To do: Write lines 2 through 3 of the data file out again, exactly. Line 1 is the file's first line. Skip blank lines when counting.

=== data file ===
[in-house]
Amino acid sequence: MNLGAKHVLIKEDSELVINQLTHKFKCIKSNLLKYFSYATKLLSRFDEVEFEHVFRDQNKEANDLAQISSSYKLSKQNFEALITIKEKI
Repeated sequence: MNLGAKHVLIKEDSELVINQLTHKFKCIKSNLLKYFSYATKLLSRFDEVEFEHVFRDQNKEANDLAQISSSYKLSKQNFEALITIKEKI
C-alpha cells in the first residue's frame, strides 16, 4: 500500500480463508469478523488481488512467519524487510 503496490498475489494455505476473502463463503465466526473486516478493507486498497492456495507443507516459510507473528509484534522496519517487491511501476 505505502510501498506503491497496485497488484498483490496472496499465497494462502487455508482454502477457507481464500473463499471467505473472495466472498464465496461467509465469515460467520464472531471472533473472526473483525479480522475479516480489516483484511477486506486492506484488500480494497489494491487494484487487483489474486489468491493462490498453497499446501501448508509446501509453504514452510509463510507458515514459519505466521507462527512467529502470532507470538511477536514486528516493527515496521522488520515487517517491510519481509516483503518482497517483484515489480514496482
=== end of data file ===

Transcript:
Amino acid sequence: MNLGAKHVLIKEDSELVINQLTHKFKCIKSNLLKYFSYATKLLSRFDEVEFEHVFRDQNKEANDLAQISSSYKLSKQNFEALITIKEKI
Repeated sequence: MNLGAKHVLIKEDSELVINQLTHKFKCIKSNLLKYFSYATKLLSRFDEVEFEHVFRDQNKEANDLAQISSSYKLSKQNFEALITIKEKI